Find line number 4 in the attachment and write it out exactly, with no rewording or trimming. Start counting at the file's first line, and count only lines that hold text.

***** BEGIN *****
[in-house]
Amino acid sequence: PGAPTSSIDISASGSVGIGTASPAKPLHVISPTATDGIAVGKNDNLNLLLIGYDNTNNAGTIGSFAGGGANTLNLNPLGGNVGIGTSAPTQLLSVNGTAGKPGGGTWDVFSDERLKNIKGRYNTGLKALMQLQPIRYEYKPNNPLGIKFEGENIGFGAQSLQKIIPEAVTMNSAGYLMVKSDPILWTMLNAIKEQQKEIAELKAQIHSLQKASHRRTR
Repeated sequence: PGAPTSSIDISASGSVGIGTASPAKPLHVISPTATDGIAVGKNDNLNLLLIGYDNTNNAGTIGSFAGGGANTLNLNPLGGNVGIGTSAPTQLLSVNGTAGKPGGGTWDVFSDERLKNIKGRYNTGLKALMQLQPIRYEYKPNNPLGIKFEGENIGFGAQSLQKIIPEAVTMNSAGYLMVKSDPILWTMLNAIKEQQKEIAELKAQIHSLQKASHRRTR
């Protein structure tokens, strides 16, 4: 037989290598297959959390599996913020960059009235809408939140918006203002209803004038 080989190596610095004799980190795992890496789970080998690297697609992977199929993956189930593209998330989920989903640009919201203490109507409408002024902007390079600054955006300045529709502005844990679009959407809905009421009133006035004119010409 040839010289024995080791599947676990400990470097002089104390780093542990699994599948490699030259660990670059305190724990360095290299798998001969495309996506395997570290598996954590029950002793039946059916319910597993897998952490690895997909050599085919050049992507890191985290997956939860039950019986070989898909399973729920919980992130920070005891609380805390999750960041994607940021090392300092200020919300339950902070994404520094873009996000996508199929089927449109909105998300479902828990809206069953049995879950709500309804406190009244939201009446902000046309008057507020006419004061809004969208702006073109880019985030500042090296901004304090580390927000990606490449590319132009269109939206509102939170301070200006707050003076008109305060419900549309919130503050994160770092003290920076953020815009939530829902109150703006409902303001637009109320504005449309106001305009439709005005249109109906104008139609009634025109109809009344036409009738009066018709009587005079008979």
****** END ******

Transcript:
């Protein structure tokens, strides 16, 4: 037989290598297959959390599996913020960059009235809408939140918006203002209803004038 080989190596610095004799980190795992890496789970080998690297697609992977199929993956189930593209998330989920989903640009919201203490109507409408002024902007390079600054955006300045529709502005844990679009959407809905009421009133006035004119010409 040839010289024995080791599947676990400990470097002089104390780093542990699994599948490699030259660990670059305190724990360095290299798998001969495309996506395997570290598996954590029950002793039946059916319910597993897998952490690895997909050599085919050049992507890191985290997956939860039950019986070989898909399973729920919980992130920070005891609380805390999750960041994607940021090392300092200020919300339950902070994404520094873009996000996508199929089927449109909105998300479902828990809206069953049995879950709500309804406190009244939201009446902000046309008057507020006419004061809004969208702006073109880019985030500042090296901004304090580390927000990606490449590319132009269109939206509102939170301070200006707050003076008109305060419900549309919130503050994160770092003290920076953020815009939530829902109150703006409902303001637009109320504005449309106001305009439709005005249109109906104008139609009634025109109809009344036409009738009066018709009587005079008979």